by Samuel Asher Rivello
Facebook eclipsed Google as the number-one website by traffic in the United States in May of last year with over 500 million members. The Flash game development juggernaut, Zynga—the social-game developer behind the Farmville game for Facebook—topped $200 million of revenue in 2010. Zynga has all five of the top five grossing games for Facebook, and it creates its popular games using the Adobe Flash Platform. Flash gaming is making some serious money.
In this article, I show you how to use your Flash development skills to earn more revenue—either working alone or on a small team. And while mobile gaming is growing at a tremendous rate, most of the casual gaming is still deployed to computers because mobile devices are still somewhat limited by bandwidth and processing speed.
Revenue models for casual games vary dramatically. Online games are usually free to play, but they run on pages that feature banner advertising. Site owners earn money by driving traffic to third-party sites. Other games are free to play but incorporate product branding within the game. These "advergames" are basically one big ad, analogous to product placement. Theatrical movie websites and toy websites often incorporate advergames as part of a promotional campaign.
Another way casual games earn money is through the "freemium" business model. In this scenario, users can play the trial version for free but pay for the full premium experience. Other revenue methods include subscriptions and microtransactions.
Online gaming became popular in the 1990s. As computers have become more powerful and Internet speeds have increased, the industry has grown significantly (see Figure 1).
Figure 1. Annual online game revenue in billions of U.S. dollars from 2006–2011.
The online gaming market research company DFC Intelligence predicts even more increases for casual games in 2011:
Approximately $3–5 billion of this year's revenue will target online computer games, such as projects created with the Flash Platform. Americans spent more than $3 billion in video game subscription fees last year. A new report by market research firm Pike & Fischer estimates that Americans will spend $5 billion annually by 2015.
Mochi Media is a company that provides tools to help game developers monetize their own games. They recently completed an exhaustive Flash Games Market Survey to find out who is making games and how they are doing it.
The following are some of the highlights of the survey’s findings:
It’s interesting to note that 70% of Flash game developers are creating games as a hobby or secondary business; it is not their primary means of income.
Many developers in the Flash game industry work as contract-based or full-time employees. These include the creators of the game ideas, the artists who draw and animate game assets, sound designers, and of course the Flash and Flex game developers who bring it all together with their programming skills.
Work for hire is a stable way to earn a living and can be very rewarding and fun. But to maintain more creative control and to generate more potential income, it is worth taking a risk. Create the game and invest in monetizing it yourself to reap the most benefits.
Offering training and creating middleware are two other viable ways to monetize your skills. To monetize completed game projects, there are two major strategies:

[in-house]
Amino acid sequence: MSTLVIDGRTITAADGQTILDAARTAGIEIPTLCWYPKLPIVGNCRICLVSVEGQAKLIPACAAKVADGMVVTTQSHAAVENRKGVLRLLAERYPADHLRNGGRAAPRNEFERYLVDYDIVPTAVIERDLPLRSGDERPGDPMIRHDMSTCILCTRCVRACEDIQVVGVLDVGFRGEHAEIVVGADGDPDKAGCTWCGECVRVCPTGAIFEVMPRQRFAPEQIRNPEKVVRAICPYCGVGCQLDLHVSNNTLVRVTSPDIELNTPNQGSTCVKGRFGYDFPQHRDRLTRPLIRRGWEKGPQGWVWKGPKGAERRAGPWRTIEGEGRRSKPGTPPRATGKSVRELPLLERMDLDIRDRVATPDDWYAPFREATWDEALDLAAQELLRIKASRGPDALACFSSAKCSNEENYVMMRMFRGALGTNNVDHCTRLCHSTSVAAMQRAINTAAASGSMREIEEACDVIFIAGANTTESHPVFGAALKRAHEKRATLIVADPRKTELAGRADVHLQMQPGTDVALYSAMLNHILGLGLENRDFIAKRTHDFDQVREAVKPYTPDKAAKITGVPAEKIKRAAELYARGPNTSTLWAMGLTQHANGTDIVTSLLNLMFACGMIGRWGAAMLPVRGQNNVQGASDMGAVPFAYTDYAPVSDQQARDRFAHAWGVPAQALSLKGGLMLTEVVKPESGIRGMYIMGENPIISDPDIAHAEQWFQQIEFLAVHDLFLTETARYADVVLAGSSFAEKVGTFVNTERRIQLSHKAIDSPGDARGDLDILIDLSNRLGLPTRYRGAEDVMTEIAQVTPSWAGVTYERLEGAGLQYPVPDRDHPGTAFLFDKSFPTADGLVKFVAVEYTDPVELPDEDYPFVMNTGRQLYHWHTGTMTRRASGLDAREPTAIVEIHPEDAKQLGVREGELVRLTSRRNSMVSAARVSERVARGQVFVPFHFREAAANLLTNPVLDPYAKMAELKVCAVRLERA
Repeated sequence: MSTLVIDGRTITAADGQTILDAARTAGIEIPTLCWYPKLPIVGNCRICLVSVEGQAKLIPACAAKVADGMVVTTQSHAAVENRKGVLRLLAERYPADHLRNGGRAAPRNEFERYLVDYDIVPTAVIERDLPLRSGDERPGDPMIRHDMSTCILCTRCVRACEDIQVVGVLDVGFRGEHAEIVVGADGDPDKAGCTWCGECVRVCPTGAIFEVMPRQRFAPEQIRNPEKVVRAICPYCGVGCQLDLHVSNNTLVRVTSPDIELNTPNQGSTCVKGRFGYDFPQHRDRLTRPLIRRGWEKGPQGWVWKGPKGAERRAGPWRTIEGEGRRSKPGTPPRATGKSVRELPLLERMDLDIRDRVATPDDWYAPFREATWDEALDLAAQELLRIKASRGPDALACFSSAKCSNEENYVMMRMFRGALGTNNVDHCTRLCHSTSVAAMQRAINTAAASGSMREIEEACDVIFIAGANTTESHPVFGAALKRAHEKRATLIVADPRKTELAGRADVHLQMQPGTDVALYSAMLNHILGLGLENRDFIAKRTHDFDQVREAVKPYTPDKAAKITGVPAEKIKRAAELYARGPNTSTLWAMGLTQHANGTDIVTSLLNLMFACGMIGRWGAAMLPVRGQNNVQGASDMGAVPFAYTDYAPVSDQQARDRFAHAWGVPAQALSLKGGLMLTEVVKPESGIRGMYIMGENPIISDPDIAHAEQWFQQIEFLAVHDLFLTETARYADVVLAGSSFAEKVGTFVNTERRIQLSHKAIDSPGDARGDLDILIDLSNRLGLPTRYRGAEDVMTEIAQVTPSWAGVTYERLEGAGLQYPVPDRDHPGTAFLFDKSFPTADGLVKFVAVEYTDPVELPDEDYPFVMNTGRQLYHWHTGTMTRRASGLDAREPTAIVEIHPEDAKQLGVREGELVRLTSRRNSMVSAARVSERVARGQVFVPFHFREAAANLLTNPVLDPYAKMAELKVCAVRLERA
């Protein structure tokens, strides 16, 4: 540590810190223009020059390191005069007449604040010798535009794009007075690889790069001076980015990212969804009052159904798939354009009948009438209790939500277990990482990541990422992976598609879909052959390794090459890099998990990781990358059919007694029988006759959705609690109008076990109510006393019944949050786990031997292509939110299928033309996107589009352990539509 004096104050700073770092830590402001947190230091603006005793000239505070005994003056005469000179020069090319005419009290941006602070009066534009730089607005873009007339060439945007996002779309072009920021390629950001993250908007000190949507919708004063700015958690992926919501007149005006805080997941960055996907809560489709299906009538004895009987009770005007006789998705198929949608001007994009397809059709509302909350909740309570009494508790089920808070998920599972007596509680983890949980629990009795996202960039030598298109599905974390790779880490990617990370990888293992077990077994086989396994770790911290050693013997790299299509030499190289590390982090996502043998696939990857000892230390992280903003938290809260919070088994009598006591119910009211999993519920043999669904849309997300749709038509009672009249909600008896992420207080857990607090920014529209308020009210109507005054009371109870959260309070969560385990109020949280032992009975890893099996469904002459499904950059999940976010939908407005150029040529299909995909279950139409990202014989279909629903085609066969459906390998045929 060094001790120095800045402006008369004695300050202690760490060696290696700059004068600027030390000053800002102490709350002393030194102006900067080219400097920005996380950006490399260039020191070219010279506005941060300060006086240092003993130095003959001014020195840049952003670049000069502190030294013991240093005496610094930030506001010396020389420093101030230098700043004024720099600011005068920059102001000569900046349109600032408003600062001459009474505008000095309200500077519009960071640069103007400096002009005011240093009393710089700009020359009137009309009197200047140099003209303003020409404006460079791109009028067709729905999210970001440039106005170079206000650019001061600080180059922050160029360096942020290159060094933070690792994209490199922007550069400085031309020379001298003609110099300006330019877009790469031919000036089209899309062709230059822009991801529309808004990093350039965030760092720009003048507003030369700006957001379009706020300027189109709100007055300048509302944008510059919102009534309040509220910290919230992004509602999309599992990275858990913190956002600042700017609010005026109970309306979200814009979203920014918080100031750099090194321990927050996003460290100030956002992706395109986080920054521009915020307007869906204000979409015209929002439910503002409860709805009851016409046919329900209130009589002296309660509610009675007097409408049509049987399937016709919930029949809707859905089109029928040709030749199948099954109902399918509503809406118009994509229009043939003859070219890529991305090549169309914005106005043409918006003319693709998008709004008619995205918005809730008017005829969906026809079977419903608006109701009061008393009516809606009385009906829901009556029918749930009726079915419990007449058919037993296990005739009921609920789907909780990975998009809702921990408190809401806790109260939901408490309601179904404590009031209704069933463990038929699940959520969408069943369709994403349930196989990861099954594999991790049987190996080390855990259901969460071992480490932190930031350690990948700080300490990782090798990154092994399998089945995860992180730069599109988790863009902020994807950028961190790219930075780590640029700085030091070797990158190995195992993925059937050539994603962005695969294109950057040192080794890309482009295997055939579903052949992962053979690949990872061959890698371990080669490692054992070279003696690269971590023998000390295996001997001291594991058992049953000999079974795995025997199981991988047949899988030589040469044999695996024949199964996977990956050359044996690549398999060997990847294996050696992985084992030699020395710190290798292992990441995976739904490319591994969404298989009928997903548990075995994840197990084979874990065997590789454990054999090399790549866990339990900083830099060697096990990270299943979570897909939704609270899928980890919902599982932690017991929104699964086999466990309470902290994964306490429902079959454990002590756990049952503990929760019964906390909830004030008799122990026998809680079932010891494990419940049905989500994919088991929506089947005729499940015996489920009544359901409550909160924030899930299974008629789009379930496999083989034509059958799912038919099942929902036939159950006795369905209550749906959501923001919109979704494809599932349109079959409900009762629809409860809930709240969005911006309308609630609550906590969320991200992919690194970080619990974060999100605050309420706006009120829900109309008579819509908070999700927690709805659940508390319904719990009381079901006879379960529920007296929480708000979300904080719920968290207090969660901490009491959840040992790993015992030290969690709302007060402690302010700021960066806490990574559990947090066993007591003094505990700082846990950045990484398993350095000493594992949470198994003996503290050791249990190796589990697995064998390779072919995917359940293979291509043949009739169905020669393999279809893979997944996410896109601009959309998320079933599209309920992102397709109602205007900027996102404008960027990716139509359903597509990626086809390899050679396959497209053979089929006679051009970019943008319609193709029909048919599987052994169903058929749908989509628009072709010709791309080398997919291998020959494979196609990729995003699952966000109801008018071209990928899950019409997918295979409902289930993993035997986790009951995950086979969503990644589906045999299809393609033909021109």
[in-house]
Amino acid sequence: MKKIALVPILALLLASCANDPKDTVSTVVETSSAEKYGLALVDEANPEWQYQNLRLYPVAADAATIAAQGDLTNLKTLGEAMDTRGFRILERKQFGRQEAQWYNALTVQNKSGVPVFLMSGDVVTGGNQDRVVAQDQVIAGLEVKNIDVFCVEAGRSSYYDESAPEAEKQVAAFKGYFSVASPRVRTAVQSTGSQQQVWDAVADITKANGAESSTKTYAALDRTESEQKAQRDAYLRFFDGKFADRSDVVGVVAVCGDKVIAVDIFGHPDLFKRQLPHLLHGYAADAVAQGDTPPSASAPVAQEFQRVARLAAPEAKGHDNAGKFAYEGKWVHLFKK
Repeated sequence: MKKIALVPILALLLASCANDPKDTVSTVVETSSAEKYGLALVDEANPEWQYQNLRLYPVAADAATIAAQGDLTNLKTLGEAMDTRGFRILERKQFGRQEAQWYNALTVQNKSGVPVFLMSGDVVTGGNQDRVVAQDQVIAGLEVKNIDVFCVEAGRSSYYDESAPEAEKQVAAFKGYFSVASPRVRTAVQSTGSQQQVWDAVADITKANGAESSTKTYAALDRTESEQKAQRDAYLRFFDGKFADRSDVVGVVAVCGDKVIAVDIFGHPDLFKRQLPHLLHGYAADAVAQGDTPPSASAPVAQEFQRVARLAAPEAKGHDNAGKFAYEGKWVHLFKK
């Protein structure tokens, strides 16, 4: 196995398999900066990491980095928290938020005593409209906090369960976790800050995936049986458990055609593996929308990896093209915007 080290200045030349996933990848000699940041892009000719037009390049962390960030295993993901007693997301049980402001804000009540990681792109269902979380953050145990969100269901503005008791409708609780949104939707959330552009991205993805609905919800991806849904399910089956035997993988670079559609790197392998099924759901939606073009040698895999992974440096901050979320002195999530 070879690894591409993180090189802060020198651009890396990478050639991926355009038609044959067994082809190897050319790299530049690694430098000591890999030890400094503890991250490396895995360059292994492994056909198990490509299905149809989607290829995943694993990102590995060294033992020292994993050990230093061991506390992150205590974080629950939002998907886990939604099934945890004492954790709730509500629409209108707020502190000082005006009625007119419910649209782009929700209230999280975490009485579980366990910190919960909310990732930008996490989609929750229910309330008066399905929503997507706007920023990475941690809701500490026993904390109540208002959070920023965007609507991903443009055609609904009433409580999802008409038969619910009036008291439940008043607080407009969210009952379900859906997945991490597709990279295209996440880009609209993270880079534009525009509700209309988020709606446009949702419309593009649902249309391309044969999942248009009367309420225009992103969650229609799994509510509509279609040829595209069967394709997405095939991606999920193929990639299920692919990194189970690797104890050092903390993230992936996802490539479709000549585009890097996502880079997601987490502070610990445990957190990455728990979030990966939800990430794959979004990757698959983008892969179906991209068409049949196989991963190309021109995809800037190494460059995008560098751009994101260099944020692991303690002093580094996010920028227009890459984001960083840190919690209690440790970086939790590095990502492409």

Historically, advertising-based revenue was based on displaying banner ads in the same HTML page that contained the Flash game but outside of the game itself. Over time, that practice has evolved to include ads within the game. Developers can use APIs to programmatically pause games (typically during startup) to show ads. Game players can click the ads, which open in a new window. Advertising deals are typically paid to game developers based on the number of ads shown (impressions) or the quantity of traffic generated (clicks).
In addition to featuring individual ads or using APIs for ad networks, you can also make money by being sponsored.
Companies that sponsor games brand your game with their own advertising, logos, and marketing messages. The sponsor includes a link from your game to their website. Games that are the most financially successful do the best job of encouraging game players to click the link.
Game sponsors take a risk because they may not earn money on their investment. Sometimes the advertising in a game performs well, while other times a game may underperform. Sponsors generally cast a wide net and recoup their losses with one very popular game.
Unlike sponsors, who incorporate their ads and distribute games on the Internet, licensing companies often incorporate a smaller branding presence within the game and require that the game is only available on their website. For example, big game portals, such as Kongregate.com, may license your game as their exclusive content.
The big difference between licensing and sponsorship is that the licensor wants your game to become part of their property. This enhances the consistency and branding of the overall gaming experience for users while driving traffic.
In addition to these options, monetization strategies may also include displaying banner ads outside of Flash games, offering additional items for micropayments, or providing premium subscription-based services.
There are several ways you can make money by selling a Flash game directly to the video game community.
With a straight sale, you sell the complete game for one upfront cost. While this was the traditional offline video-game model for decades, it has become less popular in the past ten years. In part, this may be due to the purchasing habits of gamers, who avoid paying high costs and enjoy the abundance of free or inexpensive alternatives available online.
To get players interested in a new game, you can offer a trial or incomplete game experience for free, and then enable users to upgrade to get the complete game for a flat fee.
Some games are free to play, but during the game experience, often between levels, users are encouraged to convert real-world money into virtual game currency. This strategy is becoming more popular and is proving to be very lucrative.